Prop 1 fight continues with bus tour, town hall meeting
The Proposal 1 road funding tax fight ramps up Monday as supporters continue a bus campaign with stops in Lansing and Metro Detroit, while opponents hold a telephone town hall targeted at 150,000 probable voters before Tuesday’s election.
The Safe Roads Yes ballot campaign, which supports the proposed increase in the 6 percent sales tax to 7 percent, is deploying teams of volunteers to call voters and track down unreturned absentee ballots over the proposed constitutional amendment linked to boosting road funding $1.3 billion annually. Supporters say while the proposal isn’t perfect, it is the best available option to fix Michigan’s deteriorating bridges and roads.
The yes campaign has three call centers operating that have made hundreds of thousands of calls and done door-to-door canvassing in selected areas of the state, including Detroit, Flint and west Michigan, said Roger Martin, a spokesman for Safe Roads Yes. It also planned to drop literature Sunday at the NAACP Freedom Fund dinner.
“We’ve knocked on literally tens of thousands of doors,” he said.
Voters also have been targeted with mail as well as television and digital advertising, Martin said.
The campaign plans three stops Monday on its bus tour, featuring Gov. Rick Snyder. The tour ends at Detroit’s Eastern Market in midafternoon. The campaign says business leaders, local elected leaders, public safety officials as well as leaders from the tourism industry, faith and environmental communities will be there.
But organizers in four opposition groups also have been targeting voters who reject the ballot measure, which would raise an additional $600 million to $700 million for schools, local governments and an expanded tax credit for the working poor. They have attacked the overall tax increase of $1.8 billion to $1.9 billion a year and opposed the additional spending on non-road items — including $300 million for schools, $95 million for local governments and $260 million on a tax break for the working poor.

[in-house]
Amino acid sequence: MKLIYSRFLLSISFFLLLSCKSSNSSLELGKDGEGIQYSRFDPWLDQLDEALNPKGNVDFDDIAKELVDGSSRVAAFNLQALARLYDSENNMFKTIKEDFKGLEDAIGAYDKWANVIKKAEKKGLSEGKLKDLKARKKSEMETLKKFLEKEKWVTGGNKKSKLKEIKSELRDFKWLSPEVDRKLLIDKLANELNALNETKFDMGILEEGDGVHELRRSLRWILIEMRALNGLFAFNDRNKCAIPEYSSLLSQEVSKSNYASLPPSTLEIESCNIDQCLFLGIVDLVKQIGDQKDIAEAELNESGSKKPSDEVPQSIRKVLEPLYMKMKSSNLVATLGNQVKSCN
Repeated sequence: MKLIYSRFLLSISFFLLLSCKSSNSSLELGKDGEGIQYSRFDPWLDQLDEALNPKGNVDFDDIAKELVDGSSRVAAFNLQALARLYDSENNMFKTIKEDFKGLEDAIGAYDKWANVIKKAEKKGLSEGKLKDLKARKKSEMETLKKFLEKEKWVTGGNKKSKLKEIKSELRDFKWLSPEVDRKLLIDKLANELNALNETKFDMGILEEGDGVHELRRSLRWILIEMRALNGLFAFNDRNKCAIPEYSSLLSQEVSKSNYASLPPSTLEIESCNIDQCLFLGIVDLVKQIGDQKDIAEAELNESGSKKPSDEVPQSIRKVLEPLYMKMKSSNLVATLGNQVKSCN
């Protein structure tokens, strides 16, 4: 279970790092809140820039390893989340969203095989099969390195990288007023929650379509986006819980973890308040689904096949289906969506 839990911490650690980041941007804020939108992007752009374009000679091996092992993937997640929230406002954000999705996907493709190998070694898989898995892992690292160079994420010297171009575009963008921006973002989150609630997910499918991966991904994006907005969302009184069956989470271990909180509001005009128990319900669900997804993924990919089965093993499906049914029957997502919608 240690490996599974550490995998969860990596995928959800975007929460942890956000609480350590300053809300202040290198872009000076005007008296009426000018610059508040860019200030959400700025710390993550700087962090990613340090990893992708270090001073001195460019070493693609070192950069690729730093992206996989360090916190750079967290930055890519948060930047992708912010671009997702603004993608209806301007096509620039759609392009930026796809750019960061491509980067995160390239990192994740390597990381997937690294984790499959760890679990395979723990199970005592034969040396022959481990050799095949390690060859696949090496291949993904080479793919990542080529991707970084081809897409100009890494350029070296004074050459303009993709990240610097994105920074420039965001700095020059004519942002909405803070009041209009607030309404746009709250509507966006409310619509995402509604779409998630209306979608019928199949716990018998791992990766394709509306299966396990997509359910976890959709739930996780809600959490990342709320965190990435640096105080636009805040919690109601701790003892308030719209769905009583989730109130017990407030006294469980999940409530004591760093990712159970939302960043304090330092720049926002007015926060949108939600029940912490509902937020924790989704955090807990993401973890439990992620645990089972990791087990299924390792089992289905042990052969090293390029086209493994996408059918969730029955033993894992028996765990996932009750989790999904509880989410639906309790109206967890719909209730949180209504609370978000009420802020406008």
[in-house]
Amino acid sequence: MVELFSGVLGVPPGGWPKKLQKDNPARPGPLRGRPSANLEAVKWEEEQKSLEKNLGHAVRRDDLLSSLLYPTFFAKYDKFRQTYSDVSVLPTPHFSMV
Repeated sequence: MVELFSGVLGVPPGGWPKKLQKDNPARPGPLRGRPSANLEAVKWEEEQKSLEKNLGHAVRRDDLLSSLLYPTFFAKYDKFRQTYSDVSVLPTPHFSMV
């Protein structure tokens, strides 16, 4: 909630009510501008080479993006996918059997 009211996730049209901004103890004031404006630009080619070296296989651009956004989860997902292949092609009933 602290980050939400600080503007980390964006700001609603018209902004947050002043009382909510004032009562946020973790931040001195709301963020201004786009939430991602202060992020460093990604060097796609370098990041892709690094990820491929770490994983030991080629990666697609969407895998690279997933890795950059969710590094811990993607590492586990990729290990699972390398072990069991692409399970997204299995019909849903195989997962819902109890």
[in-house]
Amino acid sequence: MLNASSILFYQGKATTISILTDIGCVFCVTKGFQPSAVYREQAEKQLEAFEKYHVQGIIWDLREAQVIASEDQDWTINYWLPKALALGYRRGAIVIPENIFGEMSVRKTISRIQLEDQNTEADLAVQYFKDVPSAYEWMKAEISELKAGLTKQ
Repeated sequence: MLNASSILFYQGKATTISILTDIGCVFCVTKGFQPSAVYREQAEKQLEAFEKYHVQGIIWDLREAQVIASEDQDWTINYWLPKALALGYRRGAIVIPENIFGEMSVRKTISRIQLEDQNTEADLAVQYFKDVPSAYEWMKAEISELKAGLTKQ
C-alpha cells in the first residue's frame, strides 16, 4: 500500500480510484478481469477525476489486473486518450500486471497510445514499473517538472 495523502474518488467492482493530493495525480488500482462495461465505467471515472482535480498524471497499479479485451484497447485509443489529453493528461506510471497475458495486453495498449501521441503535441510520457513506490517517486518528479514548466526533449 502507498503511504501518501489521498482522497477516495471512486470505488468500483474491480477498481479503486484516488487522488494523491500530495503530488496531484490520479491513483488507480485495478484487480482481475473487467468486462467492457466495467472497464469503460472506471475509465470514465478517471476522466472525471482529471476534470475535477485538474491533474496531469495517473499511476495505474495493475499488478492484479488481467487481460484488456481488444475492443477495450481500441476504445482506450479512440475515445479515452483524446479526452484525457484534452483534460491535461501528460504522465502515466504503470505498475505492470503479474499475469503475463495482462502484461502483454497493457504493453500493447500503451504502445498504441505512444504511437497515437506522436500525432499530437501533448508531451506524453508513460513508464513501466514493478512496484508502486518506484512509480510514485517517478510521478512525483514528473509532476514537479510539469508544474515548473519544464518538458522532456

Proposal 1 foes used Sunday to work the phones to reach voters, said Randall Thompson, a spokesman for the Coalition Against Higher Taxes and Special Interest Deals opposition group. It also held rallies during the weekend, he said.
Opponents view a big turnout of voters as favoring their side.
“This last weekend is an essential push for us because Facebook post don’t count. Polls don’t count. E-mails don’t count,” Thompson said. “The only thing that counts is being able to encourage your friends and be able to make sure that we are consistent with what the polls say.”
Recent polling suggests voters might reject Proposal 1. But Martin said the Safe Roads Yes campaign is not concentrating on polls. “We are focused on getting supporters of Proposal 1 to the voting booths on Tuesday,” he said.
The Coalition Against Higher Taxes and Special Interest Deals — spearheaded by Saginaw area businessman Paul Mitchell — has another phone “town hall” discussion about Proposal 1 scheduled for Monday. Organizers say they have invited 150,000 people from across the state to participate, but Thompson expects more like 30,000 to 40,000 to actually take part.
Both sides are trying to rally not only like-minded supporters but also undecided likely voters such as Jessica Beamer of Farmington, who said she wants to fix the state’s roads but doesn’t like a sales tax increase.
“I want to send a message to Lansing to go back and come back with a better plan for funding,” Beamer said. “But I’m afraid that’s not going to happen. ... It’s a lose-lose situation.”
She also plans to vote on the Farmington school millage proposal. “I’m decidedly a yes on that,” she said.
As of Thursday, 398,073 of the 510,124 absentee ballots issued had been returned to local clerks — a 78 percent return rate, according to the Secretary of State Ruth Johnson’s office.
The rate of return suggests about 450,000 absentee ballots will be voted, said Mark Grebner, voter data expert at Practical Political Consulting in East Lansing. He still forecasts overall voter participation Tuesday at 1.5 million or about a 20 percent turnout.
Proposal 1 foes continue to bang away at the proposed hike in the sales tax rate and the $800 million in non-road spending.
“Vote ‘No’ to send a message to the Legislature that they need to fix our roads without raising taxes on the middle class,” said John Yob of Citizens Against Middle Class Tax Increases.
But Safe Roads Yes countered that Proposal 1 is the best way to fix roads and deal with other issues negotiated by legislative leaders.
“The overwhelming bipartisan majority of Republicans and Democrats in the state Legislature who voted to put Proposal 1 on the ballot agreed that funding for Michigan’s public schools, for classrooms, equipment, supplies and other budget items, and funding for local governments — largely to pay for police and fire protection — was important,” Martin said.
Detroit News Staff Writers Chad Livengood and Gary Heinlein contributed.